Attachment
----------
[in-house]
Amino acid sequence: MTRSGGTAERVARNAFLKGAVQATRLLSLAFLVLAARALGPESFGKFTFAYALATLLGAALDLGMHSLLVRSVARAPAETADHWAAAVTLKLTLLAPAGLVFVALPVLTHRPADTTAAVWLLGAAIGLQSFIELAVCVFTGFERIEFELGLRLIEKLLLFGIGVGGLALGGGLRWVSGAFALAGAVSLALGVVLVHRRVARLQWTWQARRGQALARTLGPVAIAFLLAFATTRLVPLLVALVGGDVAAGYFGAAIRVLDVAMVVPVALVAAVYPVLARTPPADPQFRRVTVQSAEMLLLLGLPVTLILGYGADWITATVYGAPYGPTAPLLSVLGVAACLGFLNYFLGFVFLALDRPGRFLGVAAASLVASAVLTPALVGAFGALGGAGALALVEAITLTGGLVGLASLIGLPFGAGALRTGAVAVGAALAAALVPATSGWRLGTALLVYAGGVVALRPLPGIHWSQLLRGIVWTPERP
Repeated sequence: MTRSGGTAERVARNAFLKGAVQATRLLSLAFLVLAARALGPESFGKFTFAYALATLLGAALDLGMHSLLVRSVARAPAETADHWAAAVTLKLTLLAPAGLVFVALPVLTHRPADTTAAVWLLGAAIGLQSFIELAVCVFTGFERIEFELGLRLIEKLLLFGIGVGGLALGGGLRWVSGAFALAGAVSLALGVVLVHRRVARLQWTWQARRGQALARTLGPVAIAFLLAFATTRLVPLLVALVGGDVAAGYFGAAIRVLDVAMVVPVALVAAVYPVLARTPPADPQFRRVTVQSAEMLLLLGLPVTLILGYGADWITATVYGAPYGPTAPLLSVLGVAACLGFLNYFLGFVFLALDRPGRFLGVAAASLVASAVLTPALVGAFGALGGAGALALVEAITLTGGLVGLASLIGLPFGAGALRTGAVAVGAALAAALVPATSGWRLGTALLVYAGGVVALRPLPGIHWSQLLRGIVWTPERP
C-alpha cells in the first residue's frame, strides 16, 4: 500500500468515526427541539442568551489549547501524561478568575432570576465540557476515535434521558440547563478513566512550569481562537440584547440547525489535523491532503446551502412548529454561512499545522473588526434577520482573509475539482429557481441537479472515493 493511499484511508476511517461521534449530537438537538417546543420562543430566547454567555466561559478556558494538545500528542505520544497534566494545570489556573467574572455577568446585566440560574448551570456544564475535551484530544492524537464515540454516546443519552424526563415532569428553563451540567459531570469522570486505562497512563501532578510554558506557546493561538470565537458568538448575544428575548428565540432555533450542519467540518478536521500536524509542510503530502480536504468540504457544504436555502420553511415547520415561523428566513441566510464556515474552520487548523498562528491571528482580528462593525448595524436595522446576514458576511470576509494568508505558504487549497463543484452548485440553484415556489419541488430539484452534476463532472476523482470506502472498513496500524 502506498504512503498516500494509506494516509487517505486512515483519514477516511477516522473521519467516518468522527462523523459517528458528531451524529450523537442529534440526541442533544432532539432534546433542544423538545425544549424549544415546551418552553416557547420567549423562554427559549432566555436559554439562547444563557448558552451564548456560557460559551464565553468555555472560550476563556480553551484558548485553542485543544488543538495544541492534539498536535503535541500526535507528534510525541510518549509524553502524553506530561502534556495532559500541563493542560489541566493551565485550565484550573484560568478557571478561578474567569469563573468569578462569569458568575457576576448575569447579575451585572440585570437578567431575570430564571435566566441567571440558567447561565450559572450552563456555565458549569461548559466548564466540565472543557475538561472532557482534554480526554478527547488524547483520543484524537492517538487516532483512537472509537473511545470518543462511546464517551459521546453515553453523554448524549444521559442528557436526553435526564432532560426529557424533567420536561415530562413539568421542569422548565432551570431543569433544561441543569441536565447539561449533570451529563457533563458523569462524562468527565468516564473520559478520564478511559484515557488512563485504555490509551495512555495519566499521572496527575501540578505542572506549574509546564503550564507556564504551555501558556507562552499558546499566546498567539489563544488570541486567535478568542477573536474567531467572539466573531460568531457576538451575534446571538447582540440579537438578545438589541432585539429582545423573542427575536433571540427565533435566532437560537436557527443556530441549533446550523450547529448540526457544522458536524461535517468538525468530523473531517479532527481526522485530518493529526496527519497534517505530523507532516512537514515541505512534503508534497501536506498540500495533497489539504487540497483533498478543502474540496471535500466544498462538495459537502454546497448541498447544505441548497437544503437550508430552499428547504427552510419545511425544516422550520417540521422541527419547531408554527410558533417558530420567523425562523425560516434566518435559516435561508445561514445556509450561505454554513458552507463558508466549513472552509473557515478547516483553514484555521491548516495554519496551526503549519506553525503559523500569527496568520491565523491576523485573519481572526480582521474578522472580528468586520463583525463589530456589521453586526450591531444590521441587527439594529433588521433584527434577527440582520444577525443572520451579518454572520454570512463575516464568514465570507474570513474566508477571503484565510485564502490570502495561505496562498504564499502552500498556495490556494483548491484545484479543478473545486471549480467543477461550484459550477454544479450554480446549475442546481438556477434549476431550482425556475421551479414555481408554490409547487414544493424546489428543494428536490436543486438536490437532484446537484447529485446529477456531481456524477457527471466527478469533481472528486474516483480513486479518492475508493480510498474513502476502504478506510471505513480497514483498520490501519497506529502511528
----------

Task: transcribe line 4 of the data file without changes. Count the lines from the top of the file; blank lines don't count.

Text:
C-alpha cells in the first residue's frame, strides 16, 4: 500500500468515526427541539442568551489549547501524561478568575432570576465540557476515535434521558440547563478513566512550569481562537440584547440547525489535523491532503446551502412548529454561512499545522473588526434577520482573509475539482429557481441537479472515493 493511499484511508476511517461521534449530537438537538417546543420562543430566547454567555466561559478556558494538545500528542505520544497534566494545570489556573467574572455577568446585566440560574448551570456544564475535551484530544492524537464515540454516546443519552424526563415532569428553563451540567459531570469522570486505562497512563501532578510554558506557546493561538470565537458568538448575544428575548428565540432555533450542519467540518478536521500536524509542510503530502480536504468540504457544504436555502420553511415547520415561523428566513441566510464556515474552520487548523498562528491571528482580528462593525448595524436595522446576514458576511470576509494568508505558504487549497463543484452548485440553484415556489419541488430539484452534476463532472476523482470506502472498513496500524 502506498504512503498516500494509506494516509487517505486512515483519514477516511477516522473521519467516518468522527462523523459517528458528531451524529450523537442529534440526541442533544432532539432534546433542544423538545425544549424549544415546551418552553416557547420567549423562554427559549432566555436559554439562547444563557448558552451564548456560557460559551464565553468555555472560550476563556480553551484558548485553542485543544488543538495544541492534539498536535503535541500526535507528534510525541510518549509524553502524553506530561502534556495532559500541563493542560489541566493551565485550565484550573484560568478557571478561578474567569469563573468569578462569569458568575457576576448575569447579575451585572440585570437578567431575570430564571435566566441567571440558567447561565450559572450552563456555565458549569461548559466548564466540565472543557475538561472532557482534554480526554478527547488524547483520543484524537492517538487516532483512537472509537473511545470518543462511546464517551459521546453515553453523554448524549444521559442528557436526553435526564432532560426529557424533567420536561415530562413539568421542569422548565432551570431543569433544561441543569441536565447539561449533570451529563457533563458523569462524562468527565468516564473520559478520564478511559484515557488512563485504555490509551495512555495519566499521572496527575501540578505542572506549574509546564503550564507556564504551555501558556507562552499558546499566546498567539489563544488570541486567535478568542477573536474567531467572539466573531460568531457576538451575534446571538447582540440579537438578545438589541432585539429582545423573542427575536433571540427565533435566532437560537436557527443556530441549533446550523450547529448540526457544522458536524461535517468538525468530523473531517479532527481526522485530518493529526496527519497534517505530523507532516512537514515541505512534503508534497501536506498540500495533497489539504487540497483533498478543502474540496471535500466544498462538495459537502454546497448541498447544505441548497437544503437550508430552499428547504427552510419545511425544516422550520417540521422541527419547531408554527410558533417558530420567523425562523425560516434566518435559516435561508445561514445556509450561505454554513458552507463558508466549513472552509473557515478547516483553514484555521491548516495554519496551526503549519506553525503559523500569527496568520491565523491576523485573519481572526480582521474578522472580528468586520463583525463589530456589521453586526450591531444590521441587527439594529433588521433584527434577527440582520444577525443572520451579518454572520454570512463575516464568514465570507474570513474566508477571503484565510485564502490570502495561505496562498504564499502552500498556495490556494483548491484545484479543478473545486471549480467543477461550484459550477454544479450554480446549475442546481438556477434549476431550482425556475421551479414555481408554490409547487414544493424546489428543494428536490436543486438536490437532484446537484447529485446529477456531481456524477457527471466527478469533481472528486474516483480513486479518492475508493480510498474513502476502504478506510471505513480497514483498520490501519497506529502511528